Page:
Emporio Janetti Padre e Figli and the Japanese Art Market in Florence in the Second Half of the Nineteenth Century

Massimiliano Papini

Abstract


In the 1870s collecting Japanese art products started to be popular among a wider range of collectors, not only among circles of intellectuals, artists, and designers. This cultural phenomenon also reached Italy, and when a group of Japanese diplomats (Iwakura Mission) arrived in Florence in May 1873, it reported a very positive impression of a shop that sold Japanese goods. This article aims to clarify the context and background for this enthusiastic comment, using the archive of Frederick Stibbert (1838-1906), a British citizen born in Florence who created an impressive Japanese collection consisting mainly of armour and weapons, but also ceramics, textiles, and folding screens. Despite his immense wealth and extensive travels around Europe, Stibbert purchased most of the Japanese artworks through Florentine art dealers such as Janetti Padre e Figli, the shop probably referenced by the Japanese diplomats. As this article outlines, Janetti was able to establish a direct supply channel from Japan due to the help of Vittorio Aymonin (1826-1888), a silkworm-egg dealer who resided in Japan from 1867 to 1888. This discovery explains both the positive comment expressed by the Japanese diplomats, and the decision made by Frederick Stibbert of choosing Janetti as his favourite dealer of Japanese artworks from the late 1860s to the end of the 1880s.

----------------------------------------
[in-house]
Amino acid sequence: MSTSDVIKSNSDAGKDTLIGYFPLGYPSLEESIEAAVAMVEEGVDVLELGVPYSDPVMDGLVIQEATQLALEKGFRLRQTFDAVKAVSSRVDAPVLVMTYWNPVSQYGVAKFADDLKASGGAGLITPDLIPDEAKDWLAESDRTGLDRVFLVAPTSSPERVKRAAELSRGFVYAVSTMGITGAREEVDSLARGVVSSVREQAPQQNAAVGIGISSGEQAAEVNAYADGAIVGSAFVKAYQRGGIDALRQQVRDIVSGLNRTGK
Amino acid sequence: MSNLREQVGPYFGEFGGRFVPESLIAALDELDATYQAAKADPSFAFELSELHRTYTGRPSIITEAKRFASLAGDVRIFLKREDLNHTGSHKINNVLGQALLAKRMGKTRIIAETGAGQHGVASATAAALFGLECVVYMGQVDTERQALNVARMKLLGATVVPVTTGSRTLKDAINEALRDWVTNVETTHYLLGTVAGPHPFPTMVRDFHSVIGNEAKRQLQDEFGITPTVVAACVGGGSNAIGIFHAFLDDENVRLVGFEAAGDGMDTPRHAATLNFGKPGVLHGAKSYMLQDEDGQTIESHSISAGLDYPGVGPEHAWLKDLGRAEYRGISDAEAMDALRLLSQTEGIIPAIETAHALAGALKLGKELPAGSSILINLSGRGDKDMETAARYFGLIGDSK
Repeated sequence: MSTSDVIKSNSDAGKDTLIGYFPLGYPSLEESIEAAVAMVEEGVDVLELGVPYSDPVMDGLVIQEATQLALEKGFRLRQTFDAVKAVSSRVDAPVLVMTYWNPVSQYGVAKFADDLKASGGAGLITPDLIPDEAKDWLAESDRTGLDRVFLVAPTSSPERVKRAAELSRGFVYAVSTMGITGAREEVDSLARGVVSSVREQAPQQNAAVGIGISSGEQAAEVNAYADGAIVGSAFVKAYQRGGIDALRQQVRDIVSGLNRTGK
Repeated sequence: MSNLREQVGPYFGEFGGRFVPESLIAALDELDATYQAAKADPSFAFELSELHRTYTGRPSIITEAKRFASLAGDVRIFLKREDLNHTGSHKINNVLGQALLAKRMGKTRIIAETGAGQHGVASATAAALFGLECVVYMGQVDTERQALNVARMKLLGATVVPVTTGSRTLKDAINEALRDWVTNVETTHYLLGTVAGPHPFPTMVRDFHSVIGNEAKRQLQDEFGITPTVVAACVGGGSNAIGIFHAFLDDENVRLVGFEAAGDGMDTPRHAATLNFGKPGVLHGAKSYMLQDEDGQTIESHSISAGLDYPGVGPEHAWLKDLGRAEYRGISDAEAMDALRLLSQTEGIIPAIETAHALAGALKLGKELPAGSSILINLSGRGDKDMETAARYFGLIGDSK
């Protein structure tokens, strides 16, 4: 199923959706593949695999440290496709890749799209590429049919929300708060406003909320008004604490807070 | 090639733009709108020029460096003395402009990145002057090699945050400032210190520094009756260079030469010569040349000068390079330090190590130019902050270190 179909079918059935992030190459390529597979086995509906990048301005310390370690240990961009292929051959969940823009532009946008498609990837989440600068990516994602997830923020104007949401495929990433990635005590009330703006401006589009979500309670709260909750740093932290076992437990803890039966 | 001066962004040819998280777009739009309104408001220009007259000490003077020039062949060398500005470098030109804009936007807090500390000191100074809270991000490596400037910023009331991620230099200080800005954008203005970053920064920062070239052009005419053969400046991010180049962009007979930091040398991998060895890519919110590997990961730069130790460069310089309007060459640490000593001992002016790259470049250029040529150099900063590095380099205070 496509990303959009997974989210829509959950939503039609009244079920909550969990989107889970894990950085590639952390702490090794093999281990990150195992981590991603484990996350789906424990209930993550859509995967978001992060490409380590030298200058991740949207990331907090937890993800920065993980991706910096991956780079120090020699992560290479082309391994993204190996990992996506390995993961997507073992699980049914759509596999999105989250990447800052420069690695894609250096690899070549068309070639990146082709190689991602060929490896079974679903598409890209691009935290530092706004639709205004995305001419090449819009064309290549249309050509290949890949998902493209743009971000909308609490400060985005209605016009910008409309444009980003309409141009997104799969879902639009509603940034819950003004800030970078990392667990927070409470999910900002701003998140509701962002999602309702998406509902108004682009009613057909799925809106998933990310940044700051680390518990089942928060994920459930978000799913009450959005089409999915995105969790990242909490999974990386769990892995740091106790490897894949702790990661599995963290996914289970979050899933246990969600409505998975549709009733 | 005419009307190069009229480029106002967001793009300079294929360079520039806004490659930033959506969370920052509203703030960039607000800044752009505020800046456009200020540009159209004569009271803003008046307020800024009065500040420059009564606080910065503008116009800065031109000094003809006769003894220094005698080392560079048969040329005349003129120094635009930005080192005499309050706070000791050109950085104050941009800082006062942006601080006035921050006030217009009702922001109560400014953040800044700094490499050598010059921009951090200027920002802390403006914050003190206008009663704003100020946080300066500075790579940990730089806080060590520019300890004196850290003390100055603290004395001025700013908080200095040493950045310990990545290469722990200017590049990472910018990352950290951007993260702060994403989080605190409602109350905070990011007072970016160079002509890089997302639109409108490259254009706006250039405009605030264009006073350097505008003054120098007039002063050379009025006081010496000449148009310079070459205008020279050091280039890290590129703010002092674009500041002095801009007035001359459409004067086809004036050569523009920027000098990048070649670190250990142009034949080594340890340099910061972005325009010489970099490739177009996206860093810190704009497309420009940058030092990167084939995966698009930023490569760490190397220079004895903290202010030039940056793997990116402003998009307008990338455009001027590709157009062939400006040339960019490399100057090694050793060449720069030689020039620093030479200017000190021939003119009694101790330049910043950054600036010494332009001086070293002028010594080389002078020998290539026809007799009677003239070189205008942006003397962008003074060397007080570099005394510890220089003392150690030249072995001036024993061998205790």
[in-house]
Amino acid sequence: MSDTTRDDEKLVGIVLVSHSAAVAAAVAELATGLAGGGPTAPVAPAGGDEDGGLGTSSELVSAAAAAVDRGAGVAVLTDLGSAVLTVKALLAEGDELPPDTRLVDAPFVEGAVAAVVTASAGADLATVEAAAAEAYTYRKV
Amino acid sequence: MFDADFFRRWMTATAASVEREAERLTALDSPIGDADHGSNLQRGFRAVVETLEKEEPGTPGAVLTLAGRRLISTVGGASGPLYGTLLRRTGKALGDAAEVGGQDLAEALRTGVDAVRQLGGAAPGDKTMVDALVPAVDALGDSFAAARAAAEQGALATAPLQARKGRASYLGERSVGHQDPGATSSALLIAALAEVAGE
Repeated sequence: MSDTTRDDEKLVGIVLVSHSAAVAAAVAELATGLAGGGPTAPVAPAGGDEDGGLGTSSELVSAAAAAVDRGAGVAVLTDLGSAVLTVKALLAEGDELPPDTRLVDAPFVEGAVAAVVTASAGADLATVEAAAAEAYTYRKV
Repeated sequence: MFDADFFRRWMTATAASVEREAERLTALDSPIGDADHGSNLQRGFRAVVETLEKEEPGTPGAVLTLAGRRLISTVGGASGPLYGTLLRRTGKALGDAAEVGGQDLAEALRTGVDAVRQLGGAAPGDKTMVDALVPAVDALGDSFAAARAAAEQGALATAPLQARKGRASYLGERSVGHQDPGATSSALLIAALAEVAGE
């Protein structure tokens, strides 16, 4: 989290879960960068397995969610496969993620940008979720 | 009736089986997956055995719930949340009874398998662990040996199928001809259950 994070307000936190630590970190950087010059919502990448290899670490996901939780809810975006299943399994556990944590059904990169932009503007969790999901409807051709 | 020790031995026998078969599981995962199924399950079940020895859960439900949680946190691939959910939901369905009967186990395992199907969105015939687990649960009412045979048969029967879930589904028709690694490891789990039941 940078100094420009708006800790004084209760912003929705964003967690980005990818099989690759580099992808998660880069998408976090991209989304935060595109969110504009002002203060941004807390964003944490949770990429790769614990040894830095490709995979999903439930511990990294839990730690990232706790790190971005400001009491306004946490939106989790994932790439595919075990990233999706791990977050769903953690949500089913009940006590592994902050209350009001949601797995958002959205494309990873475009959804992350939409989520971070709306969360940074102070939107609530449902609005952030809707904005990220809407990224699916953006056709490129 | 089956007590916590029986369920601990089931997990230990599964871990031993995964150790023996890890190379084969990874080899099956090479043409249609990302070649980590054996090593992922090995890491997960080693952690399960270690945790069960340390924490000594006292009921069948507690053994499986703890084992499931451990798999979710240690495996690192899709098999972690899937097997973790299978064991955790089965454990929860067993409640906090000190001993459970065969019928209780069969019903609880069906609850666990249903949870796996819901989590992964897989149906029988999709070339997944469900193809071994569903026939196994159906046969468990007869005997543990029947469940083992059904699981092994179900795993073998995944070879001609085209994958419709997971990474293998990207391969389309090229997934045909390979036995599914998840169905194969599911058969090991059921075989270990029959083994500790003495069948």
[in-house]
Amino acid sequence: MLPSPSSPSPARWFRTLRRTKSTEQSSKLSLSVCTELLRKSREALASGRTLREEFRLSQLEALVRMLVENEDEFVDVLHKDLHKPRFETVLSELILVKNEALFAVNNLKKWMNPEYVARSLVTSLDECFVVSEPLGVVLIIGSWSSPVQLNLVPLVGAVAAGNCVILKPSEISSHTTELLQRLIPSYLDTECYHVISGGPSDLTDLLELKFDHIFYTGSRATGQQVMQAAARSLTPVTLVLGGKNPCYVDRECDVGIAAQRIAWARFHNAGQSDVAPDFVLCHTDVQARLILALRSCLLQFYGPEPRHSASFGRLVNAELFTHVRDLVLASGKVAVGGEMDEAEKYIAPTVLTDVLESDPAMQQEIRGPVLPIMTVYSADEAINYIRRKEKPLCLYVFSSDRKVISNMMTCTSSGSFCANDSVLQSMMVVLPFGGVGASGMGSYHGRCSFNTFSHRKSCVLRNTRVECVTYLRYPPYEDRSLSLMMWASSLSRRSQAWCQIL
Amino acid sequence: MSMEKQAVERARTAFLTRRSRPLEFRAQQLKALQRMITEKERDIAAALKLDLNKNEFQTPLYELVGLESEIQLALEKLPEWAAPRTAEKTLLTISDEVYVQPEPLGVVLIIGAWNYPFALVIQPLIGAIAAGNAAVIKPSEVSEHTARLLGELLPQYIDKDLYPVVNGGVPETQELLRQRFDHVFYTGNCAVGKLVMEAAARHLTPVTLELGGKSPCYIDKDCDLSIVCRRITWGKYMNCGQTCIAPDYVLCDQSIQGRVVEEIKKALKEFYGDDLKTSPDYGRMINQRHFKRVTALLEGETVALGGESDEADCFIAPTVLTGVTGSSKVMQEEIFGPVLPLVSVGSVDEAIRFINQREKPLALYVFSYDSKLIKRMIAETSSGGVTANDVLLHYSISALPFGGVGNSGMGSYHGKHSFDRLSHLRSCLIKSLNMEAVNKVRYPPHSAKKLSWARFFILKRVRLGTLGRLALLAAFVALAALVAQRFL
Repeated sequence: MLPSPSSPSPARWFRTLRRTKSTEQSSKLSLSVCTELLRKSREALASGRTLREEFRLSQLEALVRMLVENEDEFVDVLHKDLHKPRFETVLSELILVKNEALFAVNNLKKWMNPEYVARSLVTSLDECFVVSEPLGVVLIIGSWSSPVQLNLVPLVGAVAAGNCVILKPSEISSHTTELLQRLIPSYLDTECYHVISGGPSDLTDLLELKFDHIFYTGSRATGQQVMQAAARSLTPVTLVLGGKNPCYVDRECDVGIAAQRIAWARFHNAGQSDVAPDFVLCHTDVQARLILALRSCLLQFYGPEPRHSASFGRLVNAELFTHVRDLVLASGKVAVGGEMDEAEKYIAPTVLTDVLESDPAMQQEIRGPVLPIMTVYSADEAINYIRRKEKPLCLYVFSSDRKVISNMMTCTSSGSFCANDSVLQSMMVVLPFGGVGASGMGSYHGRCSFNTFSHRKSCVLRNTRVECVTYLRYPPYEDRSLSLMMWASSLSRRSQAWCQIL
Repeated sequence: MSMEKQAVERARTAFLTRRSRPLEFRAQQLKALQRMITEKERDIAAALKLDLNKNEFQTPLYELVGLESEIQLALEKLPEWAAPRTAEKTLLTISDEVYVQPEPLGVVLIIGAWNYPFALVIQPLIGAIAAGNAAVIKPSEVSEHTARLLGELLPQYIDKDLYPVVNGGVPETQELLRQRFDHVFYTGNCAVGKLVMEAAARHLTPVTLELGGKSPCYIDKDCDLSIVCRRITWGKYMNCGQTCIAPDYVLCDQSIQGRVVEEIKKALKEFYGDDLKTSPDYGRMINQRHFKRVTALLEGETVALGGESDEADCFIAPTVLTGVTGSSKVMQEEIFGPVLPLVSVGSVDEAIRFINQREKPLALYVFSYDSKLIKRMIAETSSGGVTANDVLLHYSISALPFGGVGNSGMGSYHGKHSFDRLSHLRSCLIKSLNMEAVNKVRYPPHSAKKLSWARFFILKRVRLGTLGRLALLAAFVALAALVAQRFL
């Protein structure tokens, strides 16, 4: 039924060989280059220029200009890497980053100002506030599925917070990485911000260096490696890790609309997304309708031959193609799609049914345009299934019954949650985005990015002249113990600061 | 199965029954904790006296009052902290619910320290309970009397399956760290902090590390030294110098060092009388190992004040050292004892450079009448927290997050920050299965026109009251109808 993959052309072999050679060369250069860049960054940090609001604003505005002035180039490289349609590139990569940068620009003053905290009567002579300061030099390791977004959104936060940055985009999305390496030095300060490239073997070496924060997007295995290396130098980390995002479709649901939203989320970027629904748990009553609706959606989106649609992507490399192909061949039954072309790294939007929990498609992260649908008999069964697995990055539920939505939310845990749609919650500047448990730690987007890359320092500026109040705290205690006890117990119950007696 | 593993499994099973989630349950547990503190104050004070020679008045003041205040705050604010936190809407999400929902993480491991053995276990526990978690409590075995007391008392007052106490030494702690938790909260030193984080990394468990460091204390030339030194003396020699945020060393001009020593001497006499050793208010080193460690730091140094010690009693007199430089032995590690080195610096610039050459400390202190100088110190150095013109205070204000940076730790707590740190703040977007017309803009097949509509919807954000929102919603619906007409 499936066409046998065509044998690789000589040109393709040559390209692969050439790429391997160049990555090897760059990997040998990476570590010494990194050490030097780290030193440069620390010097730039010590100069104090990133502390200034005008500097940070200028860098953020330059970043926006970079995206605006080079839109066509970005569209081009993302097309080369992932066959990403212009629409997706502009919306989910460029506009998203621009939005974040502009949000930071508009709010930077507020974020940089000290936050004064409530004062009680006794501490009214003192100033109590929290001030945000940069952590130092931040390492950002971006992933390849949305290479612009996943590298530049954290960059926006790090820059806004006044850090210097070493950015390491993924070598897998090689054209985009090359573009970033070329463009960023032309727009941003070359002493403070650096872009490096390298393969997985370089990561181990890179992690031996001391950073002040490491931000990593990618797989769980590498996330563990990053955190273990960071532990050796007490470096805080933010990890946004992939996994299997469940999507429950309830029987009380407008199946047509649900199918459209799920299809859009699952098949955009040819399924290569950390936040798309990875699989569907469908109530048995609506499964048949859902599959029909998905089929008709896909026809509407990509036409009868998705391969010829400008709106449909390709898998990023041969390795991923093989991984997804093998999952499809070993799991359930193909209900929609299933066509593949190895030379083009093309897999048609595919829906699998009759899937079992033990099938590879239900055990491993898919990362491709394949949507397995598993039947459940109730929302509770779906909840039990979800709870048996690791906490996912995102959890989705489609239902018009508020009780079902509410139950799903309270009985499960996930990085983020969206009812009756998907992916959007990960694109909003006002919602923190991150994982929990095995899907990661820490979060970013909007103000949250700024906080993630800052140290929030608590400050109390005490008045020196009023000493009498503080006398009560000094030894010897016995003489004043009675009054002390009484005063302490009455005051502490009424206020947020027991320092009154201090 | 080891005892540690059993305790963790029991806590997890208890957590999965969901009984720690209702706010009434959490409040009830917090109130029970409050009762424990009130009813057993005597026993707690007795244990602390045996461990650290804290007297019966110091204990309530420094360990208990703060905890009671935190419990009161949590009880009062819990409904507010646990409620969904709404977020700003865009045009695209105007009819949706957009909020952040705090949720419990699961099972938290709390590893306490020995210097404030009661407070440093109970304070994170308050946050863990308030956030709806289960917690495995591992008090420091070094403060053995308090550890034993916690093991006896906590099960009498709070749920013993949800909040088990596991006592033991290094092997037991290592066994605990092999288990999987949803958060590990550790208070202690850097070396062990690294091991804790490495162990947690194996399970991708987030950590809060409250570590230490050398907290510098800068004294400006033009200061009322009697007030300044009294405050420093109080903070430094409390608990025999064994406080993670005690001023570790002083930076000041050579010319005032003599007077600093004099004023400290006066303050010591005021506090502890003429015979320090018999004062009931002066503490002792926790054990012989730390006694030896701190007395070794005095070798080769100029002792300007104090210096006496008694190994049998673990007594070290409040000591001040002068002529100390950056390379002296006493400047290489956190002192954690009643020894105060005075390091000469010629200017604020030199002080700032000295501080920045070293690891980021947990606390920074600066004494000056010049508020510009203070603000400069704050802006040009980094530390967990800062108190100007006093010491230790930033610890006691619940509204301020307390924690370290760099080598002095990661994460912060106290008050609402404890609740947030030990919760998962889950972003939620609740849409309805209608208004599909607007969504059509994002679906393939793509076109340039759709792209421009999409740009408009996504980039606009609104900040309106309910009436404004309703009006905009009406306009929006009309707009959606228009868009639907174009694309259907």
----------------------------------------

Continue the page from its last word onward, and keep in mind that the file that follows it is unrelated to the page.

Keywords


Japanese Art; Florence; Frederick Stibbert; Janetti; art market

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References


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DOI: http://dx.doi.org/10.23690/jams.v2i3.62

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